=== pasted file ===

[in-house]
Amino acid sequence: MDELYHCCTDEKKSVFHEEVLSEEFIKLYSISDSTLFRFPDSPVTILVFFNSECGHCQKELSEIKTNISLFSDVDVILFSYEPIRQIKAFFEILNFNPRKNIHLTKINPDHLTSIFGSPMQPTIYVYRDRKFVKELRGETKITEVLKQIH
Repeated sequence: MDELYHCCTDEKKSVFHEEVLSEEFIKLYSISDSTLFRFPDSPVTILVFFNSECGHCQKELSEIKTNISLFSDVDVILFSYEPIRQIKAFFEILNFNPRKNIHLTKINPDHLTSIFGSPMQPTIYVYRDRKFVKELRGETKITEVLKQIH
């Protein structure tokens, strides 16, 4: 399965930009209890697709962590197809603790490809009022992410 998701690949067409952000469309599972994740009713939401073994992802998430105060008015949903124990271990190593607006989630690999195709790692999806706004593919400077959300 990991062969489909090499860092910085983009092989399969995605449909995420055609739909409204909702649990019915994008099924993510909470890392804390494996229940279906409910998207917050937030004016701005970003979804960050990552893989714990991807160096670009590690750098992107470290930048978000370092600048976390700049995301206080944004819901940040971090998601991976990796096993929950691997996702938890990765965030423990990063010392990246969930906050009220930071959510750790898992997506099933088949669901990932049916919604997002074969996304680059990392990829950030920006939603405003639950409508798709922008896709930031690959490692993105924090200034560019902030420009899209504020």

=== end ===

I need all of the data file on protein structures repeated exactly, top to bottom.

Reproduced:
[in-house]
Amino acid sequence: MDELYHCCTDEKKSVFHEEVLSEEFIKLYSISDSTLFRFPDSPVTILVFFNSECGHCQKELSEIKTNISLFSDVDVILFSYEPIRQIKAFFEILNFNPRKNIHLTKINPDHLTSIFGSPMQPTIYVYRDRKFVKELRGETKITEVLKQIH
Repeated sequence: MDELYHCCTDEKKSVFHEEVLSEEFIKLYSISDSTLFRFPDSPVTILVFFNSECGHCQKELSEIKTNISLFSDVDVILFSYEPIRQIKAFFEILNFNPRKNIHLTKINPDHLTSIFGSPMQPTIYVYRDRKFVKELRGETKITEVLKQIH
């Protein structure tokens, strides 16, 4: 399965930009209890697709962590197809603790490809009022992410 998701690949067409952000469309599972994740009713939401073994992802998430105060008015949903124990271990190593607006989630690999195709790692999806706004593919400077959300 990991062969489909090499860092910085983009092989399969995605449909995420055609739909409204909702649990019915994008099924993510909470890392804390494996229940279906409910998207917050937030004016701005970003979804960050990552893989714990991807160096670009590690750098992107470290930048978000370092600048976390700049995301206080944004819901940040971090998601991976990796096993929950691997996702938890990765965030423990990063010392990246969930906050009220930071959510750790898992997506099933088949669901990932049916919604997002074969996304680059990392990829950030920006939603405003639950409508798709922008896709930031690959490692993105924090200034560019902030420009899209504020």